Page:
All of which is true, and none of which passes judgement either way on the $25 million - or is it $50 million, or is it $100 million - fund the Chow brothers are about to try and take deposits for.
In an interview late last month, John Chow talked $25 million for a start, rising to $50 million if there was appetite. Subsequent conversations with advisers suggested the target was $100 million.
Thursday night’s announcement said $25 million to $50 million.
Whatever the ultimate sum, the Chow guarantee is they will put in the first 10 percent and always be last to take their money out.
“It’s not a finance company. We’re only investing in our own projects,” Chow told BusinessDesk last month.
The offer was to involve redeemable preference shares, paying quarterly dividends of between five-and-10 percent, said Chow, but the detail would emerge at the Nov. 19 launch. Professional director Trevor Janes and long-time National Party minister Murray McCully were to be on an advisory board, he said.
Back in October, the plan was to raise the funds only from the wholesale market – either institutional or high net worth, so-called ‘sophisticated’ investors – which requires only an Information Memorandum rather than a full product disclosure document to satisfy the Financial Markets Authority’s regulatory requirements.
Come Thursday, however, there was no IM, no prospectus, no Janes, no McCully, and almost no detail except that the fund would invest in accelerating only Stonewood Homes projects.
Just a roomful of influential Aucklanders, a promise to produce an investment proposition sometime early next year, and an update on the brothers’ ambition to own assets worth $2 billion by 2025. Their current portfolio is worth perhaps $500 million, so that's a lot of growth in a short time.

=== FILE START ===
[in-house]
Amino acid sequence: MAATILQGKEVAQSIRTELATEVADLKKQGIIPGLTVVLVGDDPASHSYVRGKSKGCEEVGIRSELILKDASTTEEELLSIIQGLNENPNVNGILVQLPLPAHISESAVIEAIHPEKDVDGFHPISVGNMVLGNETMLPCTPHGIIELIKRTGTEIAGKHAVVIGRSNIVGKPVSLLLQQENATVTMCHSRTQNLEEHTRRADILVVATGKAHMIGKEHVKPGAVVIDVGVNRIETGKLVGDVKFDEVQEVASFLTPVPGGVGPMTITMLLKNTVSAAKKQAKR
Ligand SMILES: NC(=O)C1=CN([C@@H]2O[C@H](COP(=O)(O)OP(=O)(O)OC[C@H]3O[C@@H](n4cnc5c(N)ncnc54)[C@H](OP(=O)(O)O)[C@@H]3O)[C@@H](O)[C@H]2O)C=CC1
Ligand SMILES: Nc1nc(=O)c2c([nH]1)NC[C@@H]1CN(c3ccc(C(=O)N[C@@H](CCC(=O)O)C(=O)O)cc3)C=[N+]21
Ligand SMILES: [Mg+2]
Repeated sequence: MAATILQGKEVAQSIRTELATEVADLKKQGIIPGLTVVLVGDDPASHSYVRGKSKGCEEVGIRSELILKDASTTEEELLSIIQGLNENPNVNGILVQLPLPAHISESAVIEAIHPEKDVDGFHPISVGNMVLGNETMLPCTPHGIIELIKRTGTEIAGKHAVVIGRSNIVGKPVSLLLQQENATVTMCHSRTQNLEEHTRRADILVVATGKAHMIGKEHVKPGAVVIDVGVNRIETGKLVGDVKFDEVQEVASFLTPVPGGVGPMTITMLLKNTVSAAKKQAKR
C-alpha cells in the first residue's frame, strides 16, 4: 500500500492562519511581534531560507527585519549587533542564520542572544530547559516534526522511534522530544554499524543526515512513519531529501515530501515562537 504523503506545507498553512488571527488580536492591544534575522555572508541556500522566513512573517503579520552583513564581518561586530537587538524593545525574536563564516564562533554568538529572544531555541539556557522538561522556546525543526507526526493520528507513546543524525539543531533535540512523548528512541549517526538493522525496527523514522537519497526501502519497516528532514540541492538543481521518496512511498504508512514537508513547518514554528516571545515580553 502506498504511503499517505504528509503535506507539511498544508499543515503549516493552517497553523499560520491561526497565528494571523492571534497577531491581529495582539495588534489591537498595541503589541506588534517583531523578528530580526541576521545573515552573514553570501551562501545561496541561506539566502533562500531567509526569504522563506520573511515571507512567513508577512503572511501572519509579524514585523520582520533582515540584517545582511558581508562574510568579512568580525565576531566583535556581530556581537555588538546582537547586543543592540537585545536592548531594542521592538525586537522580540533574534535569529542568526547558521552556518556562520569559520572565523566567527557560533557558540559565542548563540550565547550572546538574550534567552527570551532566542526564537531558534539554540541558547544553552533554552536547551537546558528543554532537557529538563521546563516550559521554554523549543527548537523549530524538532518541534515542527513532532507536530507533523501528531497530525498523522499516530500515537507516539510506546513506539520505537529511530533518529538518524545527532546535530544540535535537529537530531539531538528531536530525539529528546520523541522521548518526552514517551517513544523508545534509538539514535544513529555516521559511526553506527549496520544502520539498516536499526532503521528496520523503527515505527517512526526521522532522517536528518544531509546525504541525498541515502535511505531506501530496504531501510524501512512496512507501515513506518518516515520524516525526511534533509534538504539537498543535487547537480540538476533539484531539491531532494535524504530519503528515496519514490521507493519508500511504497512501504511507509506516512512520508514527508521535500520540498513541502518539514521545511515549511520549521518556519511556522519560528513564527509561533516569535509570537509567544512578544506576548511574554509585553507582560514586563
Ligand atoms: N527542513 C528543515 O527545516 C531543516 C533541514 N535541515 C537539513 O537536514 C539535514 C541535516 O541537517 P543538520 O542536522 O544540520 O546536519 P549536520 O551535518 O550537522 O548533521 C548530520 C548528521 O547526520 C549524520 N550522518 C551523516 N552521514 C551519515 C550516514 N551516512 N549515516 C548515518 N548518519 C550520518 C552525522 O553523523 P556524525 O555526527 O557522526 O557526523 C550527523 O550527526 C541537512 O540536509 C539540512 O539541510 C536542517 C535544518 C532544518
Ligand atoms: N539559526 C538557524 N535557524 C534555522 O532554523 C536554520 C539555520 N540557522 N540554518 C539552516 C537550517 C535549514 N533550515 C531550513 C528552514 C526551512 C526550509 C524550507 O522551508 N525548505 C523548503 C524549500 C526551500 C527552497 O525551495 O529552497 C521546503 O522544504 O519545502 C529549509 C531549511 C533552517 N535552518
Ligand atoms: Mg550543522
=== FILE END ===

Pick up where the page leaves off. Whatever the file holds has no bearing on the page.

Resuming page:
Now, perhaps a sceptical reaction to all of this is unfair.
The Chow boys didn’t migrate to NZ to run brothels, it just happened that way.
“I can’t change history,” said John. “At the time, I’ve got an empty building and my father sold his family home and tried to help me.
“Also, how many successful strip club owners are there in NZ, you know? Even in Australia, even in the world,” he said. “I think one of the challenging parts is being Asian, Chinese, having a sex business. People think ‘oh, they must be dodgy people’.
“Which in the early days, it might be a bit.”
But there is such as a thing as turning over a new leaf, as well as such a thing as giving a dog a bad name.
But as a rags to riches story and a master-class in ruthlessly pursuing respectability from the worst possible back-story, you’d have to say this one comes with a fair bit of bare-faced cheek.